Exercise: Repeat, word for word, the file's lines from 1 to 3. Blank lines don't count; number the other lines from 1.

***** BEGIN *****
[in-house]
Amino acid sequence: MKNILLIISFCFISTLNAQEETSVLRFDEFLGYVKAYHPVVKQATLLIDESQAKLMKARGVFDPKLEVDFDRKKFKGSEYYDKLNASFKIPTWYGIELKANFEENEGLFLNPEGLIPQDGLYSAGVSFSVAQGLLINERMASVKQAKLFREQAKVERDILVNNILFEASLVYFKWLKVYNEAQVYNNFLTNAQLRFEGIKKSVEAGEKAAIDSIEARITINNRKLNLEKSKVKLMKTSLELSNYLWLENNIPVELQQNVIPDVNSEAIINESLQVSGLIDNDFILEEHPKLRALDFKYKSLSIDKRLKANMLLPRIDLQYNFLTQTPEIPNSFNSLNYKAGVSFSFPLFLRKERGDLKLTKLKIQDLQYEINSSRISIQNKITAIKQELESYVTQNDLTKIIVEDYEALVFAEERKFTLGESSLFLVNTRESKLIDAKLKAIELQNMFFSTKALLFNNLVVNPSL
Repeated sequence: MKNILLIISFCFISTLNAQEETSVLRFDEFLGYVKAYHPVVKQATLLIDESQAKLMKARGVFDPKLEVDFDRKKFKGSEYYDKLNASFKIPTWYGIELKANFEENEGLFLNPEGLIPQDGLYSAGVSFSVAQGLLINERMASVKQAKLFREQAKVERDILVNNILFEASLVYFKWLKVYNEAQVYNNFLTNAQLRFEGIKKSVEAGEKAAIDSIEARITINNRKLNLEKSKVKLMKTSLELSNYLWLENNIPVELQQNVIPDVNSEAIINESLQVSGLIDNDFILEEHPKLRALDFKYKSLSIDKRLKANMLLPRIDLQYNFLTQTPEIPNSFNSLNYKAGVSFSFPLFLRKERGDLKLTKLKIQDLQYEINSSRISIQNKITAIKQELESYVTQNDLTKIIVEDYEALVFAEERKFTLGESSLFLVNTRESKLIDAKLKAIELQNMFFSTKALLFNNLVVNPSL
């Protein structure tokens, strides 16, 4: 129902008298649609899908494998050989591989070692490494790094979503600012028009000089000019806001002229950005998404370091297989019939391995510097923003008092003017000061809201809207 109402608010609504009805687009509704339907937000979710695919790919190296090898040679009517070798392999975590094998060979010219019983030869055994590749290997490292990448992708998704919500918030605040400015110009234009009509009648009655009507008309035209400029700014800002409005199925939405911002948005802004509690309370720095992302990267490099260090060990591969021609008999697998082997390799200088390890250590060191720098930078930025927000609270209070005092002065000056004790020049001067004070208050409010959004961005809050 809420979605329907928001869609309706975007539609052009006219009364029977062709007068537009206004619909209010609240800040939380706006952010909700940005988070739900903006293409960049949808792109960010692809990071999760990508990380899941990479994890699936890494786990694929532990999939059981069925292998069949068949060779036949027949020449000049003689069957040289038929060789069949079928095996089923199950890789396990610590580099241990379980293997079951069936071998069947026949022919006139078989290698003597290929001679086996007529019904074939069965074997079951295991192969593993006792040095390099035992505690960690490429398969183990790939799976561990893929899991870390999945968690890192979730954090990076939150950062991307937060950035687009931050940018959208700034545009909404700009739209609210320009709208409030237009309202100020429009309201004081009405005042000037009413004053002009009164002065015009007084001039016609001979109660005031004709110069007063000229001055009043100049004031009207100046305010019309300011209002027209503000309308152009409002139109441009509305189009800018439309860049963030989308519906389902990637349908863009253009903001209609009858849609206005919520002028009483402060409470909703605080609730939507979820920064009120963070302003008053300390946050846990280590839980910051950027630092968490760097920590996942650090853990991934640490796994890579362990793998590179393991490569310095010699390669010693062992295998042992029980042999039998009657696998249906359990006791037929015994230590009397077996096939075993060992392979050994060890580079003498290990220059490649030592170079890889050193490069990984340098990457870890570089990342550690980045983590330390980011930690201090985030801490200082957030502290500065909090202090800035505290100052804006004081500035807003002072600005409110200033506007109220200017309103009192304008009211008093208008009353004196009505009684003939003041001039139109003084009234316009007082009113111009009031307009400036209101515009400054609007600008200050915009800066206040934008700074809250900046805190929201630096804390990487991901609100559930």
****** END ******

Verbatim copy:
[in-house]
Amino acid sequence: MKNILLIISFCFISTLNAQEETSVLRFDEFLGYVKAYHPVVKQATLLIDESQAKLMKARGVFDPKLEVDFDRKKFKGSEYYDKLNASFKIPTWYGIELKANFEENEGLFLNPEGLIPQDGLYSAGVSFSVAQGLLINERMASVKQAKLFREQAKVERDILVNNILFEASLVYFKWLKVYNEAQVYNNFLTNAQLRFEGIKKSVEAGEKAAIDSIEARITINNRKLNLEKSKVKLMKTSLELSNYLWLENNIPVELQQNVIPDVNSEAIINESLQVSGLIDNDFILEEHPKLRALDFKYKSLSIDKRLKANMLLPRIDLQYNFLTQTPEIPNSFNSLNYKAGVSFSFPLFLRKERGDLKLTKLKIQDLQYEINSSRISIQNKITAIKQELESYVTQNDLTKIIVEDYEALVFAEERKFTLGESSLFLVNTRESKLIDAKLKAIELQNMFFSTKALLFNNLVVNPSL
Repeated sequence: MKNILLIISFCFISTLNAQEETSVLRFDEFLGYVKAYHPVVKQATLLIDESQAKLMKARGVFDPKLEVDFDRKKFKGSEYYDKLNASFKIPTWYGIELKANFEENEGLFLNPEGLIPQDGLYSAGVSFSVAQGLLINERMASVKQAKLFREQAKVERDILVNNILFEASLVYFKWLKVYNEAQVYNNFLTNAQLRFEGIKKSVEAGEKAAIDSIEARITINNRKLNLEKSKVKLMKTSLELSNYLWLENNIPVELQQNVIPDVNSEAIINESLQVSGLIDNDFILEEHPKLRALDFKYKSLSIDKRLKANMLLPRIDLQYNFLTQTPEIPNSFNSLNYKAGVSFSFPLFLRKERGDLKLTKLKIQDLQYEINSSRISIQNKITAIKQELESYVTQNDLTKIIVEDYEALVFAEERKFTLGESSLFLVNTRESKLIDAKLKAIELQNMFFSTKALLFNNLVVNPSL